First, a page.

The first week of my new job coincided with the heavily media-covered murder of two children by their nanny in the Upper East Side of New York City. This horrific tragedy, in which the young siblings were brutally stabbed to death before the killer tried to take her own life, was a frequent subject of conversation between me and my boss in our first days together.
My new employer also came pre-traumatized. She had worked in the family court system doing psych profiling. While on one hand she could feel safer as she was trained to identify instability, on the other hand she had witnessed humanity’s worst impulses first hand. I was glad she felt comfortable with me; it made me feel saner just to have her approval.
As I shadowed her and learned the particular routine of their household, I noticed her studying me, holding eye contact a little longer than normal, a searching of sorts. I smiled back knowing that only the passage of time would ultimately soothe her. I tried to show her in my manner what she needed to know about my character. I hoped by acknowledging the tragedy together, I could help assure her that I was different.
Within a week another crime involving a nanny and a knife appeared in the news. In Missouri, a caretaker had fatally stabbed her own child and one left in her care, her motive supposedly retaliation towards her child’s father. My new boss, now working in broadcasting, explained that the news cycle thrives on finding related stories to the big news items since, “They want to get as much juice out of it as they can.” Nevertheless I could tell she was tempted to say before leaving (though she did not), “Please don’t stab my baby.” Even now, over a month in, she says, “thank you” a lot more than she needs to. This could be because, similar to dating, we’re still in the honeymoon period. It could also be because she thinks it will increase her baby’s chance of survival.
When details emerged as to “Nanny Killer’s” motives, it was all the more unsettling. She had been angry over added housework she had been assigned in exchange for extra cash. My new employer made a big deal of my having no other duties outside of watching the baby. “If you can clean the bottles, great! But if not, don’t worry about it!” She tried to bridge whatever gulf there might be between us. Because if servitude is what breeds resentment and that is what leads to violence, well…..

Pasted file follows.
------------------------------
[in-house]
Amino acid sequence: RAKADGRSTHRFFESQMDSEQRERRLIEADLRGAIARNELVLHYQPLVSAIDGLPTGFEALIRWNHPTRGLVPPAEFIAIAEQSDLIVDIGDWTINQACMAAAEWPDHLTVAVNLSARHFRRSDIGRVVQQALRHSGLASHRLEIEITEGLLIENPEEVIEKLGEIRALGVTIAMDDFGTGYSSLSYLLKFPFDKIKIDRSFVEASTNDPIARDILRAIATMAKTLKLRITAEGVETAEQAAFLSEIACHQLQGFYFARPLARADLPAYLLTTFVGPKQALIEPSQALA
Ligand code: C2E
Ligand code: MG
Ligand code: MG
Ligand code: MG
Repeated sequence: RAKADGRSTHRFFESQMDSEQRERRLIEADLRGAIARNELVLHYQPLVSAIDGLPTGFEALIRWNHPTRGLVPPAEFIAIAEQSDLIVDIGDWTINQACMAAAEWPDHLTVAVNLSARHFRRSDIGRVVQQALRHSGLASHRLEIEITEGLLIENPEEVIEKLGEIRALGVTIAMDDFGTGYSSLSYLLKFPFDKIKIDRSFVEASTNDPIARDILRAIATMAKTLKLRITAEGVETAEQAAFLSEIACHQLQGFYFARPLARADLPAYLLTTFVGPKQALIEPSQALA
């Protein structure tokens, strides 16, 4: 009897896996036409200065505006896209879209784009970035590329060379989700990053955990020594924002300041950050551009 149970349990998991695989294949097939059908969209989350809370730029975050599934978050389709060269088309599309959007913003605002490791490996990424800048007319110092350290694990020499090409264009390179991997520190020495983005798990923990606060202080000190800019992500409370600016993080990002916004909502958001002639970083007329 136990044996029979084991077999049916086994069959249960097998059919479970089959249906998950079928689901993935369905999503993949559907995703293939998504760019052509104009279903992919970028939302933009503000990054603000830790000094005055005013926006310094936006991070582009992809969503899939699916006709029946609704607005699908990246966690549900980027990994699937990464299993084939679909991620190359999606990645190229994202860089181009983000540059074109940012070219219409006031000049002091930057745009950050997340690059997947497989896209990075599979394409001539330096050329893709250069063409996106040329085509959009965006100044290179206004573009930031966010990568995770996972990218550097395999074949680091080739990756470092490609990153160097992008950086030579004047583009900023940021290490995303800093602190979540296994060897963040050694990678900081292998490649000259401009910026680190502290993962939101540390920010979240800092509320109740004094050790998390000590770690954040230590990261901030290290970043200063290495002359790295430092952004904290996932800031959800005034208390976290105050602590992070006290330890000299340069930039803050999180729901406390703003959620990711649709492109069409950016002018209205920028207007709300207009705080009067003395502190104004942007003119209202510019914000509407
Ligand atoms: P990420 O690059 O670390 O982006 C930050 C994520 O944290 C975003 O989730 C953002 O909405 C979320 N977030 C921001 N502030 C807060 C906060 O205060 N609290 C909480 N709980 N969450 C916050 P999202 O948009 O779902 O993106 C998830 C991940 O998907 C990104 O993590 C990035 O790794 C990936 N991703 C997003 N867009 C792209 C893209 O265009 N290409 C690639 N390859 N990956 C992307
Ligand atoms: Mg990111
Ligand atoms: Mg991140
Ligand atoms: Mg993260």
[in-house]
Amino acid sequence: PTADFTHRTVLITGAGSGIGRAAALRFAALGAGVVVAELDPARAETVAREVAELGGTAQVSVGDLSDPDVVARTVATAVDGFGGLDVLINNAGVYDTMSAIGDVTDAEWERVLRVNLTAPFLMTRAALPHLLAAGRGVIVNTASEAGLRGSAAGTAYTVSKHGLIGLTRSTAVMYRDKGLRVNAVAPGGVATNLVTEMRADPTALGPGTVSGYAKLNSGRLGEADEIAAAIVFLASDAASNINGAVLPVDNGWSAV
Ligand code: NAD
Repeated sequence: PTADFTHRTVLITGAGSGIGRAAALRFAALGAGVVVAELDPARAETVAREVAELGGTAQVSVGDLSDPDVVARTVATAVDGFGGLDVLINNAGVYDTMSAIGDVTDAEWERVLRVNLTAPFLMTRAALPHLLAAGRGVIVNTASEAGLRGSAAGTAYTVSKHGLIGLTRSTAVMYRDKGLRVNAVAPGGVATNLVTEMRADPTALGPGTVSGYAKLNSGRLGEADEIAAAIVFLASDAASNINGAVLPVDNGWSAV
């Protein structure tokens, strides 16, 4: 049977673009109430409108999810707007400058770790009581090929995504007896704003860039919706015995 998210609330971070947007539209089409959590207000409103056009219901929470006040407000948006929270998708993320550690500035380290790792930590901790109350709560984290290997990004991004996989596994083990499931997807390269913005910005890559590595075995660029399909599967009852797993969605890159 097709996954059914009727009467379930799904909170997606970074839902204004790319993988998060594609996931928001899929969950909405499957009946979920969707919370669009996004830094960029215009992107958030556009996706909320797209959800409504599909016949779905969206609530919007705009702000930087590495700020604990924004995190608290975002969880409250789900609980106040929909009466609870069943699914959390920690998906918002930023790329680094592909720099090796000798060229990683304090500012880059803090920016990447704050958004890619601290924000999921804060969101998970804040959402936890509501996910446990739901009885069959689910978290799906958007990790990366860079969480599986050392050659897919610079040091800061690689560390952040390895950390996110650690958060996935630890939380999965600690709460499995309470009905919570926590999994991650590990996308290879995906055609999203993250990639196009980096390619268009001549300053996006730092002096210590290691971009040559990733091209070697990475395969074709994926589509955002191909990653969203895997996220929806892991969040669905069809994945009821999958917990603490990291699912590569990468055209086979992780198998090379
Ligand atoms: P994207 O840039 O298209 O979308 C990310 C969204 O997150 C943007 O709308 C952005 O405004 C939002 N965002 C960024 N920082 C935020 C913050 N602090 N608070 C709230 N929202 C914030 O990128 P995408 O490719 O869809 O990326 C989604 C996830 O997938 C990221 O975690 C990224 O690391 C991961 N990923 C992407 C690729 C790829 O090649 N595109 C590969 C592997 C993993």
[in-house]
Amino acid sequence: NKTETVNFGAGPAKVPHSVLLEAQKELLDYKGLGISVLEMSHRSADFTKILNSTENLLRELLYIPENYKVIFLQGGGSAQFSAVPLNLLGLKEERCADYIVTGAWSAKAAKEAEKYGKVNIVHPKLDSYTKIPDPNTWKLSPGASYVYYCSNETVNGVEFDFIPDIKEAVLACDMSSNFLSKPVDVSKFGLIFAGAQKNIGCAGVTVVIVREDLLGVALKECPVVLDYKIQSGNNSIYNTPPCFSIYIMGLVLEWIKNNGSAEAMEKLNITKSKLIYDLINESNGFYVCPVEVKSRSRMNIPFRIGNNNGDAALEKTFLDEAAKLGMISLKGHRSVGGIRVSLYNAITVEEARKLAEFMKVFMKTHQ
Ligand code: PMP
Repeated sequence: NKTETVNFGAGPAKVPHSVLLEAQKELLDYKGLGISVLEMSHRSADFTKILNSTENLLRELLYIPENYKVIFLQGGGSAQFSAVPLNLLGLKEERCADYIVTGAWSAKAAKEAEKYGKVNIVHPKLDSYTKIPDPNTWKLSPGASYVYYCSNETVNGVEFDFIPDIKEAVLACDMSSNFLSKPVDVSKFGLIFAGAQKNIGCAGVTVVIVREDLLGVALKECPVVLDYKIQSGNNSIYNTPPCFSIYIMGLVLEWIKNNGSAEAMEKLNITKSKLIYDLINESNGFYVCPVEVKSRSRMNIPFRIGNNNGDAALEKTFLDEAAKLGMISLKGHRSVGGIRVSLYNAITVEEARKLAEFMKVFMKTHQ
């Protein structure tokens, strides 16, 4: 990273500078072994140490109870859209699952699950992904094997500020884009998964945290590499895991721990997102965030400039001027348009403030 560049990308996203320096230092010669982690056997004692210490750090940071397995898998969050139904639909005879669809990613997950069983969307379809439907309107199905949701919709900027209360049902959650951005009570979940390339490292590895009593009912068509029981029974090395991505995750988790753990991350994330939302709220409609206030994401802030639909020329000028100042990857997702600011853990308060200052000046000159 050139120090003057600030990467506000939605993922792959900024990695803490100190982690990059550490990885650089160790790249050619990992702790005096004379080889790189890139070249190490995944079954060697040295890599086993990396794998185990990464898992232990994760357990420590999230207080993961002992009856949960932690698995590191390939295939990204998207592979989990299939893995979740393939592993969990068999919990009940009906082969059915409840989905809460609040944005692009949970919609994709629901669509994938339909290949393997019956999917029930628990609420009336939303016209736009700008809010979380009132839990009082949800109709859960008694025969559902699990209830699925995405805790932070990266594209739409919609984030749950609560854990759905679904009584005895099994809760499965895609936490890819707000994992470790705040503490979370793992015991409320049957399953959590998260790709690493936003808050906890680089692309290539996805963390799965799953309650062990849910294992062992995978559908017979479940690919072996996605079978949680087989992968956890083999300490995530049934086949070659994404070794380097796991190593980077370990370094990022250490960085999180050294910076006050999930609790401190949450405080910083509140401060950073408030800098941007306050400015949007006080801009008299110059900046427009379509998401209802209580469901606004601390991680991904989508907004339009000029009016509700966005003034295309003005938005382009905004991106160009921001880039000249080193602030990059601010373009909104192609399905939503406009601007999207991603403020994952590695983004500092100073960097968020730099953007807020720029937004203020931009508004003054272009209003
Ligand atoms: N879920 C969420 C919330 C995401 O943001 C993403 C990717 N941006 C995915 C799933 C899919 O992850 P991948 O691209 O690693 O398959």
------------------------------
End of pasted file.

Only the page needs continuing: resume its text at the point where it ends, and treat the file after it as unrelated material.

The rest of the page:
On my own and during off hours, the story rolled around in my head. The crime was so unthinkable to me. So impossible to comprehend. Isn’t that always the hardest part of interacting with other humans though? The inability to ever fully understand anyone outside of yourself? It is the divide between us that leads to the necessity of trust. Because we can’t be sure of what is going on with each other we must have faith in one another’s intentions. And it is easier to trust those we think are similar to ourselves.
Does my new employer feel safer because I’m white? She might.
On websites like Urban Baby, signs of latent and overt racism quickly appeared after the crime. It highlighted that even as people trust their caregivers, ignorance remains. One commenter suggested that the crime might have been avoided by not “hiring Mexicans,” even though the accused nanny is Dominican. The same women who bragged that their nannies taught their children Spanish, quickly found themselves distrustful. Maybe we don’t know them as well as we thought we did. Maybe they are hiding something from us.
The New York Times published a profile piece about Yoselyn Ortega in the days after the crime. As I read the headline, “Life was Chaos for Nanny Accused of Killing Two Children,” I couldn’t help but think that only under these circumstances would people care who she was, the state of her mental health or what her life was like. Generally speaking, no one concerns themselves much over their nannies’ personal lives. It is only in these moments of shock that we take time for reflection.
Most of the time we take for granted the success of the systems on which we rely and most of the time they don’t fail us. This is true of the relationship between Americans and those who take care of their kids. Many more parents hurt their own children than do caregivers, and of course the grand majority of nannies would never hurt their charges. But collective fear is based on the exception, the rare possibility. We don’t fear the mundane but the unusual. That’s why airplane crashes are scarier than those in cars even while far less common. That’s why we fear strangers when we are more likely to be hurt by family. We fear the things we have no control over and often ignore the perils we can prevent, then we go about living our lives in spite of it. Only now across America working mothers will look a second longer at their nannies faces as they shut the front door.